Cold Weather Coronavirus Myths
March 19, 2020
Think the novel coronavirus (COVID-19) can't survive cold weather? Think again! With the snow and cold weather we're seeing for the next couple days, a lot of Coloradans are thinking about what happens with coronavirus and snow. We talked to our chief medical officer, Connie Savor Price, MD to help bust some of the coronavirus myths.
Coronavirus & snow: Can snow and cold weather kill the novel coronavirus?
According to Dr. Price, the answer is a resounding "No." She said, "in fact, coronaviruses tend to proliferate better in cooler weather."
The World Health Organization said that from all the evidence so far, the COVID-19 virus can be transmitted in all climate areas, whether its hot and humid or cold and dry.
FACT: cold weather and snow cannot kill the new coronavirus.
If I am showing any symptoms or have been exposed to COVID-19, is it okay to go outside?
Dr. Price said regardless of the weather, "if you feel well enough, and are not experiencing symptoms, you may go outside as long as you can remain at least six feet away from others." She noted that if you are ill and do have symptoms of the virus, it is best not to go outside of your home or room.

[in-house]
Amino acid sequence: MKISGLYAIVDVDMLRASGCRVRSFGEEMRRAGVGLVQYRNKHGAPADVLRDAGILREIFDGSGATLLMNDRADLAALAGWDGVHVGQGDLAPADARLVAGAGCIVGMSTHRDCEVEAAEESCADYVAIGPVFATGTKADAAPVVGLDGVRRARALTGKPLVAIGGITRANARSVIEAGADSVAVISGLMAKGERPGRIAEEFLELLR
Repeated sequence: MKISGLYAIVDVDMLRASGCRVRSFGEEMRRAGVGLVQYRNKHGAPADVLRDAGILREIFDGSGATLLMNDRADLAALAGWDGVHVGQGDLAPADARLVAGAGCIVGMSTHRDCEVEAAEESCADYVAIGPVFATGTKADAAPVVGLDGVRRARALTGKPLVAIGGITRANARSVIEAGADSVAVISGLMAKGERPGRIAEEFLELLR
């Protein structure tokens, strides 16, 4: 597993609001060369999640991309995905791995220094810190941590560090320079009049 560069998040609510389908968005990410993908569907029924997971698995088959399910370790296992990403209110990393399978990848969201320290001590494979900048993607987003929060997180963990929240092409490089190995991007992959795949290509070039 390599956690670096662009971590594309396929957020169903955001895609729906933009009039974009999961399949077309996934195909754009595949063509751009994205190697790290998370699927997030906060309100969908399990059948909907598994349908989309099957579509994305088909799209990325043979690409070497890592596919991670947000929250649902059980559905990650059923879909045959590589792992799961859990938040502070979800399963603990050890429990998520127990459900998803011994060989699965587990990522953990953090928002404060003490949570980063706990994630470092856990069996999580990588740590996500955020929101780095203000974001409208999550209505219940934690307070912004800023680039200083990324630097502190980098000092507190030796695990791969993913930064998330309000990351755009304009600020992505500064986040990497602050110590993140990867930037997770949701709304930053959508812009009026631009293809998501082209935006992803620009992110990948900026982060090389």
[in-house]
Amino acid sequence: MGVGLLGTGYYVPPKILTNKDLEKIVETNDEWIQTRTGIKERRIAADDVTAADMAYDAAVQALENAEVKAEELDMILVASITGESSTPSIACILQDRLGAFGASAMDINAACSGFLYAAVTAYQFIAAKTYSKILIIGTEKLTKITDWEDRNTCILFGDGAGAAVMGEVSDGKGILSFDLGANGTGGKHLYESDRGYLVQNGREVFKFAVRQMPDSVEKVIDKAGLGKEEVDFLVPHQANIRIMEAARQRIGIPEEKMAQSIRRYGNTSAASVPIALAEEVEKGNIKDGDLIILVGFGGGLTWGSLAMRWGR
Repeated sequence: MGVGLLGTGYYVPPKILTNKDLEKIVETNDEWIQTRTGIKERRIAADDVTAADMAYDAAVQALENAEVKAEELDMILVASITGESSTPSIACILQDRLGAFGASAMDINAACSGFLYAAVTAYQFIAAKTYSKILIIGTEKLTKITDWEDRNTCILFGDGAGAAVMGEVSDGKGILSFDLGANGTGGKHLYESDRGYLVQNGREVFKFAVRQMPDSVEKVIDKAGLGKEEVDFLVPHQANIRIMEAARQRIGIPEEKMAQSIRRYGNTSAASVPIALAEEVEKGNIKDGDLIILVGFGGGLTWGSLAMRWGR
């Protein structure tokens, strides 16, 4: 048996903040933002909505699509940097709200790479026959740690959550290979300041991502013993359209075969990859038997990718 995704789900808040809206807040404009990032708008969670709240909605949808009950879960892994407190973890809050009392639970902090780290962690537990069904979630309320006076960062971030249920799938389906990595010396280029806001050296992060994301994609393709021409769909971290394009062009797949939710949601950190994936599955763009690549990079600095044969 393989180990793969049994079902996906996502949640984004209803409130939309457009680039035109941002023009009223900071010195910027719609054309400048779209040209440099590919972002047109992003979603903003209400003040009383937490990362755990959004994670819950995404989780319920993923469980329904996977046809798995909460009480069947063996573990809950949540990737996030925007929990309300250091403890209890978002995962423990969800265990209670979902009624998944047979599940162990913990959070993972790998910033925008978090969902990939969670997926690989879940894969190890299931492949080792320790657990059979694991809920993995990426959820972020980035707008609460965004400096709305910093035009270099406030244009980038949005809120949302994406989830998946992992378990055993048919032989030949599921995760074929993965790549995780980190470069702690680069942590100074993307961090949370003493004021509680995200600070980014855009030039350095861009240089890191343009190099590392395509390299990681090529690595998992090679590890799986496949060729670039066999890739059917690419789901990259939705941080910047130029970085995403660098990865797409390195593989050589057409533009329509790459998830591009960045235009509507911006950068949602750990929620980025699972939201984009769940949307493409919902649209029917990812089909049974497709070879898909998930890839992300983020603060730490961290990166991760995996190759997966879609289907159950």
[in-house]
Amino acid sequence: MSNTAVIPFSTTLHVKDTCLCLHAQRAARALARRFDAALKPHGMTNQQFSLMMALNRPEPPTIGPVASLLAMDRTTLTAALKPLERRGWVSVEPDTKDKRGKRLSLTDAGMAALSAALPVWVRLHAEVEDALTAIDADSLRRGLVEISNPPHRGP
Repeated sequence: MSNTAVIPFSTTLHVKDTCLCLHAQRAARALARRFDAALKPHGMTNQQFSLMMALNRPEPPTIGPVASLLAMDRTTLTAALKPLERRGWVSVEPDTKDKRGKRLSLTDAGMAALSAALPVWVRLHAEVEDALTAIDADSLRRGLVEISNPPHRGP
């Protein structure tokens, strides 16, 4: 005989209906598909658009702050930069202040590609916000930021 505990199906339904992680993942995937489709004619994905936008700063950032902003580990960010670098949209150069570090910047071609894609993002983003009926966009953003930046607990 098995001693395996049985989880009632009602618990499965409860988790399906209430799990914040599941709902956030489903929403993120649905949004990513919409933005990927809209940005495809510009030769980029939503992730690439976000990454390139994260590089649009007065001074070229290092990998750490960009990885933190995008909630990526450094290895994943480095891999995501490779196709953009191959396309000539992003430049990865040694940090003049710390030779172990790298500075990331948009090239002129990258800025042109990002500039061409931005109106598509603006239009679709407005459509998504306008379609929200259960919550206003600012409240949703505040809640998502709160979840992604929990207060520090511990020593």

A lot of people will be stuck inside during the storm, hunkering down with their families. Dr. Price offers this advice to those to protect themselves and others from getting sick – try taking an online exercise class, ride a stationary bike or take a walk or jog on your treadmill – just make sure that you wipe down any exercise equipment with household cleaners after using it."
Best Protection From Coronavirus
There is a lot of misinformation floating around about the best way to protect yourself from the novel coronavirus (COVID-19). We asked Dr. Price about one popular theory that says we can protect ourselves from getting the novel coronavirus if we wear gloves when pumping gas into our cars and when shopping in the grocery. Again, according to Dr. Price, the answer is no, "because you will contaminate your hands when removing gloves. It is best to use waterless hand sanitizer or wash your hands for at least 20 seconds with soap and water after touching surfaces in public," Dr. Price said.
She also addressed whether people should go around spraying disinfectant spray in their homes after coming home. "Keep your home clean and wipe down surfaces frequently with regular household cleaners. Spraying products into the air are unlikely to be as effective as wiping down high touch surfaces frequently," said Dr. Price.